Television shows that feature empowered, multi-dimensional women and girl characters seem to be having a moment. One doesn’t have to channel surf for long during a typical weekday night before coming across the face of Olivia Benson, Cookie Lyon or whatever character Jessica Lange happens to be playing on American Horror Story.
Entertainment and content marking agency Trailer Park, in conjunction with QC Strategy, decided to take a closer look at the social mechanisms behind the trend in its latest study, “Nobody’s Damsel: A Study on Modern Women on TV and the Audiences Who Watch Them.” The study took the 36 women leads from across 17 of the highest-rated, women-centric dramas and sampled 1,200 viewers of those shows. Researchers then asked the group what traits and story lines they preferred for female versus male characters.
Out of a list of 40 traits to choose from, both men and women agreed that their favorite female characters were above all: intelligent, tough, beautiful, strong-willed and self-confident.
When it came to story lines, those aged 13-17 (Generation Z) were more likely to prefer non-traditional gender roles for both male and female characters as opposed to those who were 25 and older. For example, the younger respondents said they would like to see a TV show revolve around a man who moves to a big city after a bad breakup to find love, or one featuring a woman doctor and her residents at a major hospital.
Gen Z was also much more likely to espouse progressive views than those over 25, and were most likely out of all age groups to strongly identify as feminist. Nearly a quarter of those surveyed self-reported as feminist compared to 16 percent of those aged 25-34. The study put forth:
Gen Z may be the start of a larger cultural shift in television viewing preferences where gender equality will be expected rather than a notable exception.
Social media plays no small role in the feminism of Gen Z as it aids in the dissemination of egalitarian ideas. Researchers identified social media platform Tumblr as the most feminist of the networking sites with a whopping 36 percent of Tumblr users considering themselves strong feminists.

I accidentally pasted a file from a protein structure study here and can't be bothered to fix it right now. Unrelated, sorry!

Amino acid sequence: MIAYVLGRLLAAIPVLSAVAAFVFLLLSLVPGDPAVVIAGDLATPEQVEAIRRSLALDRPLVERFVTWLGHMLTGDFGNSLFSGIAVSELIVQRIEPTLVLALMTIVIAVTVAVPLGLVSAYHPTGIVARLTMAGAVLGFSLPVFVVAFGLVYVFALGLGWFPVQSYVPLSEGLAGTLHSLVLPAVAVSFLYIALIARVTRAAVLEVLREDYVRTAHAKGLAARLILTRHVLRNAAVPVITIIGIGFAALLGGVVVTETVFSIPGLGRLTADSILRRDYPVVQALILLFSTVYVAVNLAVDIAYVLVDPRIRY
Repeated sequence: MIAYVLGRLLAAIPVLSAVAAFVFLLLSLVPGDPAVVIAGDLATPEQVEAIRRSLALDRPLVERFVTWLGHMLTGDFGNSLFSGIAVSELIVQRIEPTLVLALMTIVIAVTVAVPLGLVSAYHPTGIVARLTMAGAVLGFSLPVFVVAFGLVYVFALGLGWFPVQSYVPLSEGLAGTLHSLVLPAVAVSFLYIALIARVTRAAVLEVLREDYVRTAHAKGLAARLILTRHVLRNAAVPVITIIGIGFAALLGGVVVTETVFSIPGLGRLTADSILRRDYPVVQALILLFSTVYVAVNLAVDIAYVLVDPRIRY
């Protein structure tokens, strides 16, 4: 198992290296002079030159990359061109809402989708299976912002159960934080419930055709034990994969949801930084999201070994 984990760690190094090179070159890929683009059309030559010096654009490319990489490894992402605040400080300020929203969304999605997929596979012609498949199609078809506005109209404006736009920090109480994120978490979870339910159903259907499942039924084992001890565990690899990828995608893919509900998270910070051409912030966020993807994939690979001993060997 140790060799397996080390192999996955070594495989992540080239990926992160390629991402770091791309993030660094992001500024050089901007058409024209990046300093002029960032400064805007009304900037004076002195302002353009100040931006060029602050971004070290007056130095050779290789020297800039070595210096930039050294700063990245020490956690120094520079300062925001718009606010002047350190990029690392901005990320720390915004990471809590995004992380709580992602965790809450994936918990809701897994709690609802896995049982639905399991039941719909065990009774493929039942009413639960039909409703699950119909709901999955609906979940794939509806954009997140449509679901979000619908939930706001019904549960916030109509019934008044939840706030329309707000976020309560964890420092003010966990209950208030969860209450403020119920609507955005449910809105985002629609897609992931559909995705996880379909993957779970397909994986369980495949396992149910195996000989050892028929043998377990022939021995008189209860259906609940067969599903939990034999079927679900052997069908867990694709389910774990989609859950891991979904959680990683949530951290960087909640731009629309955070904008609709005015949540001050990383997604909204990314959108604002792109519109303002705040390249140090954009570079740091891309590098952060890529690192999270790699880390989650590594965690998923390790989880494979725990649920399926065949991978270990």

The study devoted a whole chapter to examining the pop culture phenomenon that is Sgt. Olivia Benson of Law and Order: Special Victims Unit. Mariska Hargitay’s character was the most-liked female character on television among men and women. She possessed the character traits and the storyline that both genders preferred in strong female characters and was found to be the most relatable.
The study stated in its closing remarks:
At first, Sgt. Olivia Benson may not seem like the obvious choice for America’s favorite female character. After all, Law & Order: SVU is headed into its 16th season and is no longer water- cooler style conversation fodder. However, she occupies a space at the intersection of preferred storyline, traits and relatability that gives her a wide lead in comparison to other modern female television characters.
The longevity of Olivia Benson in a media landscape where characters can fall in and out of favor with a fickle volksgeist proves the power and necessity of nuanced portrayals of women. Thanks to the influence of Generation Z and social media, we can hope to only see more of these characters in the future.
Photo via Shutterstock. Graphics via Trailer Park.